| I "**"■ ''' 5 HpP -■ * v I ■L- f J J it 1 I I 1 I I •J 111 1 I I I I I I I V I I ■ri I ■ r • §; Vol 53, No. 4 THE VOICE OF VIRGINIA S AGRICULTURAL PRODUCERS May 1994 J*** i « ■, M, ... - JBLJIL . 4 ; *. w y»~? * r.«»«« - - §11 IIBP ..;: I 44fflS% MJJM MTfi m KIH a ■?!?■ 3 H O ,|"'.ift B / yVVBI MttK GREG HICKS/FBN KATMY DIXOfWBN Spring: Time for new beginnings With warmer weather finally arriving after a violent winter, April meant spring in many parts of Virginia. In left photo, M.L. Everett Jr. of Capron in Southampton County busily plants corn on part of the Everett's diversified operation. To help preserve the soil and to guard against runoff, the Everetts utilize the no-till method of planting. That is, the soil is not tilled before planting, and previous vegetation remains in place around the corn. Everett farms with his dad, Marvin L. Everett, a Virginia Farm Bureau Federation board member. At right, a calf takes a break from grazing on a sunny day in Fluvanna County. ML jf...

Publication Title: Farm Bureau News
Source: Library of Virginia
Country/State of Publication: Virginia, United States
Page 1 [Newspaper Page] — Farm Bureau News — 1 June 1994

Farm Bureau Vol 53, No. 5 New labor restrictions could force out H-2A ag workers By KATHY DIXON Farm Bureau News Editor KENBREDGE—New restrictions by the I department of Labor on its H-2A temporary foreign agricultural worker program could put some farmers out of business. The H-2A program creates a special, nonimmigrant status so that foreign workers may work temporarily for U.S. farmers if there are not enough American workers to fill the job openings. Beginning June 1, tobacco and produce growers who use H-2A laborers will have to fire H-2As if a crew of American workers request working for them. The new rules require growers to keep groups of American workers together, even if it means firing their foreign workers. And under the old regulations, farmers are required to offer employment to an H-2A worker on at least three-fourths of the workdays specified in his contract, or the farmer has to pay the amount the worker would have earned for the guaranteed number of days. This coul...

Publication Title: Farm Bureau News
Source: Library of Virginia
Country/State of Publication: Virginia, United States
Page 2 [Newspaper Page] — Farm Bureau News — 1 June 1994

2 Foreign trade vote historic Congress soon will take an historic vote to accept or reject the recently negotiated world trade agreement. The agreement, which establishes new FARM FOCUS American Farm Bureau Federation trade disciplines for 121 participating nations, is set to go into effect in July 1995. Is it a good trade agreement for U.S. farmers? If s likely the best trade agreement the U.S. could hope to get and one we certainly cant refuse. The alternative to approving it is to turn toward protectionism—a move that would damage U.S. agriculture. The nation's farmers and rural America depend on foreign trade. Exports account for the production from nearly one of every three acres of U.S. cropland and almost 20 percent ofthe nation's total farm production. The added demand strengthens farm prices and boosts the efficiency of every farm in America. The new agreement reverses the European Union's (EU) push toward higher export subsidies— the first significant decline in nearly a d...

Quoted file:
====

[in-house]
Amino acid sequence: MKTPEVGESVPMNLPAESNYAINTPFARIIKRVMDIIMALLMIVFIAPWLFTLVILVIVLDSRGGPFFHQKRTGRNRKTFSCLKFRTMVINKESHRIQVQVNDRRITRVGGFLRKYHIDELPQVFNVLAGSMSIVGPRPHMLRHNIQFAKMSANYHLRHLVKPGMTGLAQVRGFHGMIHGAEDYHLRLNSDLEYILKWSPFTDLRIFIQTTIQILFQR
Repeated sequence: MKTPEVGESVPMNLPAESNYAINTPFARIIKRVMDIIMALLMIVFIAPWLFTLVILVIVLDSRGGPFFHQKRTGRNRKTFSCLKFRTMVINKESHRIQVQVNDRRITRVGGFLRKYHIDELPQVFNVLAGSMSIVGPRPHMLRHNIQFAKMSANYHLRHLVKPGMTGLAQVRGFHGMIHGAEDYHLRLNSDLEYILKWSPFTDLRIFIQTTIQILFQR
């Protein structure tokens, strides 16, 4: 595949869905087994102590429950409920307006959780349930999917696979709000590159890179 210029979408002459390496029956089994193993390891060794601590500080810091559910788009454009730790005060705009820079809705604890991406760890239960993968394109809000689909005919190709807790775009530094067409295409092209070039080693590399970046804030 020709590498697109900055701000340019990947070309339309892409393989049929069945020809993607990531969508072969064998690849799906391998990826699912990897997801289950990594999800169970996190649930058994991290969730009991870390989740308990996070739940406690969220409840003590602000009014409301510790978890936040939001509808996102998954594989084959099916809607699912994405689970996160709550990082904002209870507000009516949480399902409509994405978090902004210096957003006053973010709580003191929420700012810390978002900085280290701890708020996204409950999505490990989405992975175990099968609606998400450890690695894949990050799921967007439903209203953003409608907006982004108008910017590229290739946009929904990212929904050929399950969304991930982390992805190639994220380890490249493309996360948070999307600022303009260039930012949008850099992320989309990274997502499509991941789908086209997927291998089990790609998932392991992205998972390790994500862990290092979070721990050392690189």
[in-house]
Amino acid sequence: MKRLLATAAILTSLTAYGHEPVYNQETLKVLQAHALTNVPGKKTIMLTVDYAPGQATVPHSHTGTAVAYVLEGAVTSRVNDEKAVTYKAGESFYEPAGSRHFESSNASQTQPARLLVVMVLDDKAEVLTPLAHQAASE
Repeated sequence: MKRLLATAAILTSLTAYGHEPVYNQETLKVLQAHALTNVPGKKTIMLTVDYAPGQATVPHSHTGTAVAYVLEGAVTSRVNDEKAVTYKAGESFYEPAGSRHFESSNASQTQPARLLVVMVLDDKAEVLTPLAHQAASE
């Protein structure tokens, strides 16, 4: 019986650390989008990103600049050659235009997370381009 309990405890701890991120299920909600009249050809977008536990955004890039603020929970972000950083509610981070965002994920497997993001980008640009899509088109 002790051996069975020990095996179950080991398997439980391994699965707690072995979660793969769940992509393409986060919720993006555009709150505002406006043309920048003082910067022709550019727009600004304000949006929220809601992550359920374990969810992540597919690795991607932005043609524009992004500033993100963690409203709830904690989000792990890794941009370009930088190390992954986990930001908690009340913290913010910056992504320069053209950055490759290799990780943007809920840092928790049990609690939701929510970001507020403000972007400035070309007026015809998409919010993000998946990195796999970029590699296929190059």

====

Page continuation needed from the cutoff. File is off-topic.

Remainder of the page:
Publication Title: Farm Bureau News
Source: Library of Virginia
Country/State of Publication: Virginia, United States
Page 3 [Newspaper Page] — Farm Bureau News — 1 June 1994

June 1994 May 31-June 1: Mid-Atlantic Aquaculture Conference, Fredericksburg Sheraton Inn. Contact Robins Buck, VDACS aquaculture development manager, 804-371-6094. June 1: The Wonderful World of Miniature Horses Theme Park opens weekdays, Wednesday through Saturday, 10 am.-5 p.m. and Sundays, 12-5 p.m. U.S. Route 29, Madison. Call 703-948-4000 for information and rates. June 1-3: Chesapeake Bay Research Conference, Norfolk Waterside Marriott Hotel, Norfolk. Call the Chesapeake Research Consortium at 410-326-6700 for information. June 2-3: Estate Planning for Forest Landowners seminar, Blacksburg. Contact Dr. Harry Haney, Virginia Tech, 703-231-5212. i W*r\ 1 June 3-5: Harborfest Festival, Norfolk Call 804-627-5329. June 4: Ashland Strawberry Fair. Contact Maiy Claire Coster, 804-798-8289. June 4-5: 13th Annual Virginia Wineries Festival, Great Meadow Field Events Center, the Plains, 11 a.m. to 6 p.m. For festival information, call 1-800-277-COKK June 4-5: Virginia Arabian Horse Ass...

Publication Title: Farm Bureau News
Source: Library of Virginia
Country/State of Publication: Virginia, United States
Page 4 [Newspaper Page] — Farm Bureau News — 1 June 1994

4 IMUjllljl " - >frx r ~^* Sssr "^ Dodge Ram 5.9 L Magnum V-8 GET $500 CASH BACK Ram Wagons. And your cash back is on OR cmnn \A/fIRTH OF *°P of ar| y ottier national offer.* Or if you Un «p IUUU VVUn I n ur prefer, select up to $1,000 in quality DeWalt • DEWALT TOOLS tools ' A "you need is a cert^icate from y° ur state's Farm Bureau before you see your It's looking like another good year for Dodge dealer. Cash back or DeWalt tools - American farmers. First we introduce the expect a record harvest. new Ram Pickup, "The Truck Of The Year" ... hh „ „ .Mf „ mm „ ii/r t ~i a j u This cash back offer is valid for members of participating Farm Bureaus, expires 12/31/94, and according to Motor Trend. And now the may not be used'in combination with any other Chrysler Corporation certificate program or , i .1 x i .1 ,i . . certain other special programs. Ask for restrictions and details. truck that changes all the rules also comes with a special $500 cash incentive. sin® Available...

Publication Title: Farm Bureau News
Source: Library of Virginia
Country/State of Publication: Virginia, United States